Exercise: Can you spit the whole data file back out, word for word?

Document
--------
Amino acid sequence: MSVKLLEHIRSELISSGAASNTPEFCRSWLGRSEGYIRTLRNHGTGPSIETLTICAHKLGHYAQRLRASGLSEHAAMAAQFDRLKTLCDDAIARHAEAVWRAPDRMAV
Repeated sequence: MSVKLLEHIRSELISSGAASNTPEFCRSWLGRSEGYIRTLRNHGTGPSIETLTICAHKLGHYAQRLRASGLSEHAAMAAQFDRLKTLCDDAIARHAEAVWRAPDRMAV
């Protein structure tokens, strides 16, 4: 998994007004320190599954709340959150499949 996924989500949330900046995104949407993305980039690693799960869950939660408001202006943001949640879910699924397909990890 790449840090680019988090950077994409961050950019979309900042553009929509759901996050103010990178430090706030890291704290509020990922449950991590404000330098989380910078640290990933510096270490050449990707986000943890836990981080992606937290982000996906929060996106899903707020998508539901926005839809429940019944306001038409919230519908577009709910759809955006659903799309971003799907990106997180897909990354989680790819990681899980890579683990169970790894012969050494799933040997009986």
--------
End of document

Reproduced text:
Amino acid sequence: MSVKLLEHIRSELISSGAASNTPEFCRSWLGRSEGYIRTLRNHGTGPSIETLTICAHKLGHYAQRLRASGLSEHAAMAAQFDRLKTLCDDAIARHAEAVWRAPDRMAV
Repeated sequence: MSVKLLEHIRSELISSGAASNTPEFCRSWLGRSEGYIRTLRNHGTGPSIETLTICAHKLGHYAQRLRASGLSEHAAMAAQFDRLKTLCDDAIARHAEAVWRAPDRMAV
């Protein structure tokens, strides 16, 4: 998994007004320190599954709340959150499949 996924989500949330900046995104949407993305980039690693799960869950939660408001202006943001949640879910699924397909990890 790449840090680019988090950077994409961050950019979309900042553009929509759901996050103010990178430090706030890291704290509020990922449950991590404000330098989380910078640290990933510096270490050449990707986000943890836990981080992606937290982000996906929060996106899903707020998508539901926005839809429940019944306001038409919230519908577009709910759809955006659903799309971003799907990106997180897909990354989680790819990681899980890579683990169970790894012969050494799933040997009986």